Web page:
Pro-Kremlin newspaper Izvestia on September 29 published what appeared to be an elaborate conspiracy theory in a piece titled Dutch Fog, in which the author also said the results were “predetermined.”
Calling the Dutch “loyal vassals” of the United States, author Oleg Matveychev, who was cited as a political expert, alleged that Washington rigged the results of the investigation to help Democratic candidate Hillary Clinton beat Republican Donald Trump in the upcoming U.S. presidential election.
“During the election campaign of Hillary Clinton, who is banking on confrontation with Russia, the conclusions [of the JIT] could scarcely have turned out differently," Matveychev argued.
Meanwhile, President Vladimir Putin’s spokesman, Dmitry Peskov, told the BBC's HARDtalk program that Russia would neither confirm nor deny the findings because they are “preliminary.”
Asked by HARDtalk's host whether or not Russia "accepts the truth" of the JIT findings, Peskov said that “there was nothing to accept or deny” because this report is not the “final truth.” Peskov continued: “We know the devil is inside those details, and unfortunately we are still missing lots of the details.”
Aleksei Navalny, an anticorruption activist and leading opposition figure, compared Peskov’s response to the Soviet Union’s initial denials after it shot down Korean Air Lines Flight 007 over the Sea of Japan in 1983. Navalny wrote that the Kremlin is “driving itself into the [same] situation” and said Moscow was trying to deflect the accusations with the same propaganda playbook.
‘Politics Of Denial’
An editorial in the independent Vedomosti business daily on September 29 chided Russia for what it described as its “politics of denial.” “By changing its explanations and denying in advance the conclusions of the investigative group," the paper wrote, "Russia itself is working toward the gradual strengthening of its own isolation."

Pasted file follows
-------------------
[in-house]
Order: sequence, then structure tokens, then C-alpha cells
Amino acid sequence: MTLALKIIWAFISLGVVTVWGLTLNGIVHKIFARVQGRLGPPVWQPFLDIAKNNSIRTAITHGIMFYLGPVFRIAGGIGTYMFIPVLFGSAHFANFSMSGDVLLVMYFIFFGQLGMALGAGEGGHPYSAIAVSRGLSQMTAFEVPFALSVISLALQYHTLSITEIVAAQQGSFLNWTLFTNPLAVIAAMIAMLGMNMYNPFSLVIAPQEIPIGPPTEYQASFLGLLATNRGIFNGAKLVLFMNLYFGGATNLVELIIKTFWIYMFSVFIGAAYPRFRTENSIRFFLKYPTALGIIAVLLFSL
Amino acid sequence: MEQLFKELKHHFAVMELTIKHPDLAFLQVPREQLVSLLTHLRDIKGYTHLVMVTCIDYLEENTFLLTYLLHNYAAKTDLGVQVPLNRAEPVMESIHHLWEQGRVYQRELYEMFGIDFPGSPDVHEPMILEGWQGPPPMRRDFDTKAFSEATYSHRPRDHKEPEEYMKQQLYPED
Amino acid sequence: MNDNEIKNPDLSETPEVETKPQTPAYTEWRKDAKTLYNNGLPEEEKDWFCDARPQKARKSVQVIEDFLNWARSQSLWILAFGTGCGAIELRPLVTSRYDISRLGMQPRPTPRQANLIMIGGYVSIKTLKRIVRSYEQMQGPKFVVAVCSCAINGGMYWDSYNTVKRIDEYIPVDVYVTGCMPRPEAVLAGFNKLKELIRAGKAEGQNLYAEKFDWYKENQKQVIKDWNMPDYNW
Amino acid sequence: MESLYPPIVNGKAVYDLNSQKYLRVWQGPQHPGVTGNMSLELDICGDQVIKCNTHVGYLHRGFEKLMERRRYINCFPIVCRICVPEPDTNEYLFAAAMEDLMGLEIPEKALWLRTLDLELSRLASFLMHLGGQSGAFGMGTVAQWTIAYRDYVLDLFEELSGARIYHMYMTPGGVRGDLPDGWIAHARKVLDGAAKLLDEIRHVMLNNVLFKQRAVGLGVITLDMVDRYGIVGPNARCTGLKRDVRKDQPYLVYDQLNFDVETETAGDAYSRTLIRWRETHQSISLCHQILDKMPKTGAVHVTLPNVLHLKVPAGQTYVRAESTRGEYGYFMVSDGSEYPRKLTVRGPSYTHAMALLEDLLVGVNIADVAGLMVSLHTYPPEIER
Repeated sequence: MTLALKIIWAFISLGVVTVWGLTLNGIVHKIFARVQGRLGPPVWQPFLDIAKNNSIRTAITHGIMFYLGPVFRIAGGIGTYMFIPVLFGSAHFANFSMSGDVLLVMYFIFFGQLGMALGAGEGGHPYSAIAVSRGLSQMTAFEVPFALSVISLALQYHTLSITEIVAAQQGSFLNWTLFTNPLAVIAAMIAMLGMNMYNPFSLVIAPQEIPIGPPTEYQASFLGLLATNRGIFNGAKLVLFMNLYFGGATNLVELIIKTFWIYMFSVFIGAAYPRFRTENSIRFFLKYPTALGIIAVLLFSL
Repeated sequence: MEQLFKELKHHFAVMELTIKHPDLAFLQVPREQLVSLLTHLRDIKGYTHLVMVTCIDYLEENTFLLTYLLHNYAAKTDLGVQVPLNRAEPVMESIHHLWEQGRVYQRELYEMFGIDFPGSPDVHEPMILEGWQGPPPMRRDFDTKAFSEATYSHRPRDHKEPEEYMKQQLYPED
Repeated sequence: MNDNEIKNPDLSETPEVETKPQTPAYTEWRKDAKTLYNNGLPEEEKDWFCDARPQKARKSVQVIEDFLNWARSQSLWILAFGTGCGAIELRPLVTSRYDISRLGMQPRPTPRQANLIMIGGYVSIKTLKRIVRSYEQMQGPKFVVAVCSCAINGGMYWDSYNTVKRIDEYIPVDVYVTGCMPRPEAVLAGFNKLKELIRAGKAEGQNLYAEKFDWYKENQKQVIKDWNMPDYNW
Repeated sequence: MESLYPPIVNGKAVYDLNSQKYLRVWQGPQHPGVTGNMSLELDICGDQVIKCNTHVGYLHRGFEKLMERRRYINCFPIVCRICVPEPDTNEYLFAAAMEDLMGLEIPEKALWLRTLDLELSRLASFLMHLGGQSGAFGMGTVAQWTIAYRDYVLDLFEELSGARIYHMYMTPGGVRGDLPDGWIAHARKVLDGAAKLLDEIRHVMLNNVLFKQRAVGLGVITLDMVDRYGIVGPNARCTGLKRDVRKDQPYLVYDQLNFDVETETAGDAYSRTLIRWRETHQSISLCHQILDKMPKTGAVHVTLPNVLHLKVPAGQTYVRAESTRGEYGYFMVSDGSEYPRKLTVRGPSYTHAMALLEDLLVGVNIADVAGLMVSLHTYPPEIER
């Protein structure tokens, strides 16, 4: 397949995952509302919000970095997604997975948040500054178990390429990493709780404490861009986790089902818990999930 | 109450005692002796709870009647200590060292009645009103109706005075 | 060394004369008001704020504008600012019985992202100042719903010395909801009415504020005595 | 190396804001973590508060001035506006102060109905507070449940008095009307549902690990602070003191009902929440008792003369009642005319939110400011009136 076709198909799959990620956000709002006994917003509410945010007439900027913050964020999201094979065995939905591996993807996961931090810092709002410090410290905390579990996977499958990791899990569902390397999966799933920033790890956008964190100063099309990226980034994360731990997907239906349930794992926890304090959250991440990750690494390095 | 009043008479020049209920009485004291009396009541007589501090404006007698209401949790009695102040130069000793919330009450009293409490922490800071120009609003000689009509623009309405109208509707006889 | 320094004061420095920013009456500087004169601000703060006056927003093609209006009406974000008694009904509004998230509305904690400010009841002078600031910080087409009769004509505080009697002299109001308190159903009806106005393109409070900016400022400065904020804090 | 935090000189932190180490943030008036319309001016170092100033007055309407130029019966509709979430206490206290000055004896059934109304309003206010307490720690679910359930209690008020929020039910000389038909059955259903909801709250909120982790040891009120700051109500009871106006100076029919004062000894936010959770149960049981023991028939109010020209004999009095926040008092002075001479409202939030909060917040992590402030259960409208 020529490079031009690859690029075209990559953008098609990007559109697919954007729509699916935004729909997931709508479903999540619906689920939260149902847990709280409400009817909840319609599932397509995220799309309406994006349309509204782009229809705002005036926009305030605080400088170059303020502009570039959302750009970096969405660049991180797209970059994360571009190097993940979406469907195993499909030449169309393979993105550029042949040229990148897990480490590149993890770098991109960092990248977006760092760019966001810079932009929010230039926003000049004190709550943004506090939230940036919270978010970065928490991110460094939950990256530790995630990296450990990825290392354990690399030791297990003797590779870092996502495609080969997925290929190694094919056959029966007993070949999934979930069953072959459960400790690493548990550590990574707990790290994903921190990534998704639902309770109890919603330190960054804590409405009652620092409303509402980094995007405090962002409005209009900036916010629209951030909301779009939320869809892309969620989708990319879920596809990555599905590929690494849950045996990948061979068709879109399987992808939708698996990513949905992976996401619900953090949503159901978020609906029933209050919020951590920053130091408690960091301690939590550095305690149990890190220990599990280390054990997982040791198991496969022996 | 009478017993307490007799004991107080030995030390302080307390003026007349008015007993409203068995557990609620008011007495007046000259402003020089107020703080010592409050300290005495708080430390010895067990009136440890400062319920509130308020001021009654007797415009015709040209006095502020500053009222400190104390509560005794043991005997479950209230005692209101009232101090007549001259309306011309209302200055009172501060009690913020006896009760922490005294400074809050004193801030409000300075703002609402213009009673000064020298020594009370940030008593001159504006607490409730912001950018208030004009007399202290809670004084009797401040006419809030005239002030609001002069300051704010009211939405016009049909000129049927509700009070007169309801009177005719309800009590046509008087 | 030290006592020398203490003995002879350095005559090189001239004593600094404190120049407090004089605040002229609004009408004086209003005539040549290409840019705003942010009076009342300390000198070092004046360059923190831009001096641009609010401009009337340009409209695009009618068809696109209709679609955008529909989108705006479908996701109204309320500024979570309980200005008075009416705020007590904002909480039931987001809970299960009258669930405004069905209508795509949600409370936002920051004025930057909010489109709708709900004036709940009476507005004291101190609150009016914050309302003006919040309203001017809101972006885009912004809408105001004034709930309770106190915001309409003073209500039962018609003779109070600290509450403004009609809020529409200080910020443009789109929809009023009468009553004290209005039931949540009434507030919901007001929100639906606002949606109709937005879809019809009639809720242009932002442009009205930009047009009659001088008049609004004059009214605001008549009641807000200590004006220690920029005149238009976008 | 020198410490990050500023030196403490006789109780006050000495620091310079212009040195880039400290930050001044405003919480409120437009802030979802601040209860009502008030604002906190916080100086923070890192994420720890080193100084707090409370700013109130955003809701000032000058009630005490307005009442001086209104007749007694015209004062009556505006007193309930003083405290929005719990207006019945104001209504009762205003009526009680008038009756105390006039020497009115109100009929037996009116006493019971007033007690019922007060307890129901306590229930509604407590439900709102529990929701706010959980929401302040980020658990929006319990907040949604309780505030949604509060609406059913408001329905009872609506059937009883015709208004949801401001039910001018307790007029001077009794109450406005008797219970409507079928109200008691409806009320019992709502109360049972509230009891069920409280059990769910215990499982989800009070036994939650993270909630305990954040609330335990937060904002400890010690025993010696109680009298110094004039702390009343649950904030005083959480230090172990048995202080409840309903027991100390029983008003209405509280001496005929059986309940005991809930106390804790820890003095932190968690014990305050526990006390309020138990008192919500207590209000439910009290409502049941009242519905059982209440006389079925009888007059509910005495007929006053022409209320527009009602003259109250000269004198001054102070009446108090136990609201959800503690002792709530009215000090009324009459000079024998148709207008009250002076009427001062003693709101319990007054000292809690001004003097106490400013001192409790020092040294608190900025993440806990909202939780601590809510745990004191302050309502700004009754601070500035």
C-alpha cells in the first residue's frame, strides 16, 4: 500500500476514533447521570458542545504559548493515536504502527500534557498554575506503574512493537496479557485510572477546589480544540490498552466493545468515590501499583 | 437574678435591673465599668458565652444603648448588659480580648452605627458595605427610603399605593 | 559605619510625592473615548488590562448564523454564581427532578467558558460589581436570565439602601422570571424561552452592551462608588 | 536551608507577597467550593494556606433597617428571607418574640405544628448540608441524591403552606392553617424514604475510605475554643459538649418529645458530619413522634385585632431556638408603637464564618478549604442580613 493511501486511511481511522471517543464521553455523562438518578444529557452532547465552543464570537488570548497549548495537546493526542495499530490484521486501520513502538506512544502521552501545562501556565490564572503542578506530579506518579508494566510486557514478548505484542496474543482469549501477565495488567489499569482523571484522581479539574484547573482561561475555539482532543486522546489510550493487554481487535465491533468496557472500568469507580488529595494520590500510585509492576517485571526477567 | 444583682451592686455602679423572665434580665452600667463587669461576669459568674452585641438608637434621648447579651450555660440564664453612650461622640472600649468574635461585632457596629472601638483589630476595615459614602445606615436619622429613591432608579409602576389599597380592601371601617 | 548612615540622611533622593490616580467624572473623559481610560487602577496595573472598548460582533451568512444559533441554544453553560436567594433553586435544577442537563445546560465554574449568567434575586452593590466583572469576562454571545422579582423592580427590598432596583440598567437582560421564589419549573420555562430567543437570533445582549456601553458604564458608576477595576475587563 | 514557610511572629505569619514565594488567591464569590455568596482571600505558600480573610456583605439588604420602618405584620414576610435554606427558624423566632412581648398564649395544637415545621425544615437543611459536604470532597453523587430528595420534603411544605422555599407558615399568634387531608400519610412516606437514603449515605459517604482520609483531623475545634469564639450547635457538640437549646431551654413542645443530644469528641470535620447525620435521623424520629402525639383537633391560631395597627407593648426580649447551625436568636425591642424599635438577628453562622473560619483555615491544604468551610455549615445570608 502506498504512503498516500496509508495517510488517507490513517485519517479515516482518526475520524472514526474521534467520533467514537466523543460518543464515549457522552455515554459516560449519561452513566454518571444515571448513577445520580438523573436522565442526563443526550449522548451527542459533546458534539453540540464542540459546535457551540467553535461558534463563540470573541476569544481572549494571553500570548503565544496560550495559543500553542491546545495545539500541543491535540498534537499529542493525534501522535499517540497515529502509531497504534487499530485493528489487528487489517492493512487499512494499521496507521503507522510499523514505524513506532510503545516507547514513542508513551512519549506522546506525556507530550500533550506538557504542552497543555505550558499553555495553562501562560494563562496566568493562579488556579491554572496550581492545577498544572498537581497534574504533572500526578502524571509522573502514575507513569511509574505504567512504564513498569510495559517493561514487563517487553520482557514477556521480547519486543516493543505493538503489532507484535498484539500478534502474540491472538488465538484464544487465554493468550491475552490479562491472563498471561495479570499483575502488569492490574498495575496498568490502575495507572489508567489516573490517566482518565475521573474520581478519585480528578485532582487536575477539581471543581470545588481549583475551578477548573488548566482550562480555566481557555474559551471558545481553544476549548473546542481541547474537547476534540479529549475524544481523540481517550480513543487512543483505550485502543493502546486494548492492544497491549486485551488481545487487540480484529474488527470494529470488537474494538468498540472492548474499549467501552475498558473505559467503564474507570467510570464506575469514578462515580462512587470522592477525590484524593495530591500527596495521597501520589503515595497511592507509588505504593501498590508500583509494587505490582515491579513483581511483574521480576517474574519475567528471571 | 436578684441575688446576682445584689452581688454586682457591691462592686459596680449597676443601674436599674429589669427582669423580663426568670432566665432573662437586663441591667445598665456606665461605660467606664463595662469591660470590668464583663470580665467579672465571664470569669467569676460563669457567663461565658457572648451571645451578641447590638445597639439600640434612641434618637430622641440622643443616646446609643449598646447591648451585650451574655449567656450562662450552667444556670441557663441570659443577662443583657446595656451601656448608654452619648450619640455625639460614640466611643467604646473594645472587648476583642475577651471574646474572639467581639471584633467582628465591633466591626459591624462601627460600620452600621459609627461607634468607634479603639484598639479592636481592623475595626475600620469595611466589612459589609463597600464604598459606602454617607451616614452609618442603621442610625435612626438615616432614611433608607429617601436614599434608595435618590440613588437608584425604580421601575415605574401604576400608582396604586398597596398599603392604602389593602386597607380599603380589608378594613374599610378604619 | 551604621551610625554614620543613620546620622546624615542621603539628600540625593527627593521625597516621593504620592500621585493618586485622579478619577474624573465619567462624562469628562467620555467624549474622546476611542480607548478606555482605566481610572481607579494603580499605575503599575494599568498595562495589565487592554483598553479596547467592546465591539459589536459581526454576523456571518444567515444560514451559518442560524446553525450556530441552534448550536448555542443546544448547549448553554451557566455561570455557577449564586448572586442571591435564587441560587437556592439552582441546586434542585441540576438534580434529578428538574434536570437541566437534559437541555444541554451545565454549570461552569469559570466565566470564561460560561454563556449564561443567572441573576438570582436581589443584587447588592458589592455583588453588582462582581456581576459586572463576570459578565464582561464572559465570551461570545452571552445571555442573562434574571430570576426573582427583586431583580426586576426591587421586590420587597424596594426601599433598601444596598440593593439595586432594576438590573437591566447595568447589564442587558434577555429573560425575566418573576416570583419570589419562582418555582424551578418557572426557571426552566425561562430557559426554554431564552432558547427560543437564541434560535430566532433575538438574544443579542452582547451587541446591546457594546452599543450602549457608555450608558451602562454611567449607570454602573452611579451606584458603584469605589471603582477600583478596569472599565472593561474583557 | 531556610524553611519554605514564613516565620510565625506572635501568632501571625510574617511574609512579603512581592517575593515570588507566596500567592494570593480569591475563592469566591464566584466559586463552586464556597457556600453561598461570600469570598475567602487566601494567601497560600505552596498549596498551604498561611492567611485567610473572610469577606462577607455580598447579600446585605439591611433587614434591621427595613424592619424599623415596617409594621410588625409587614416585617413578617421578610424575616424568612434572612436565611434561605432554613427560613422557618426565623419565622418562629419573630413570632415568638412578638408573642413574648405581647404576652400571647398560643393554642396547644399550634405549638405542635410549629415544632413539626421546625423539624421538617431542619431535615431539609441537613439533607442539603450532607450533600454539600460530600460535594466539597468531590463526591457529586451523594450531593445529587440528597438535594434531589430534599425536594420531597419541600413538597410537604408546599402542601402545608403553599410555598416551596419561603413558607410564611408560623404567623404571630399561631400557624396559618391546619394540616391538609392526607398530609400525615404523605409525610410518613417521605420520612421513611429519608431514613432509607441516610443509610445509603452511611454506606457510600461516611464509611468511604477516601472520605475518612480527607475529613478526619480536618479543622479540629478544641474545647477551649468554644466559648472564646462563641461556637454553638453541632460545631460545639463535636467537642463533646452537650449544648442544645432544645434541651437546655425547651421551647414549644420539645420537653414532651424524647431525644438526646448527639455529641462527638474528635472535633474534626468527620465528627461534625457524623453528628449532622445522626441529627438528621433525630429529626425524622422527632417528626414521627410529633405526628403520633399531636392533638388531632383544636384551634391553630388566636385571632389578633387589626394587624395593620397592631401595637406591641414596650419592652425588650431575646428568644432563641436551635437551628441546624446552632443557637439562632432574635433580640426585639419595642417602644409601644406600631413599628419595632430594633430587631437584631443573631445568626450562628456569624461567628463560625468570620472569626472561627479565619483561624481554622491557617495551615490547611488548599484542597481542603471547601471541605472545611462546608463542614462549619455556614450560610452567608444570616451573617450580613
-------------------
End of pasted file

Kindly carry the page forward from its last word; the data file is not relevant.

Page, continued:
It said the denials are painting Russia into a corner: “Each new explanation has worked against Russia even more, forcing [the explanations] to be seen as deliberate attempts to confuse the investigation."
An informal street survey by RFE/RL’s Russian Service suggested that Muscovites hold a range of views on who was responsible for MH17's downing.
“There is a war between Russia and Ukraine. The Russian Army unfortunately shot down this Dutch Boeing -- unfortunately,” said one.
“The fact that [the missile] was Russian manufactured proves nothing and says nothing," said another, adding, “Our government agencies...published their report in which they, citing objective information, entirely denied this information.”
"We’ll most likely never know whose fault it was and who was to blame," concluded another.
But the JIT and other investigators are less ambiguous, according to Wilbert Pualissen, the head of the Dutch police investigation: "On [the] basis of the criminal investigation, we can conclude that Flight MH17 was downed on July 17, 2014, by a rocket of the 9-M-83-38 series, fired from a Buk trailer, and that this Buk trailer came from the territory of the Russian Federation and returned to the territory of the Russian Federation after the launch."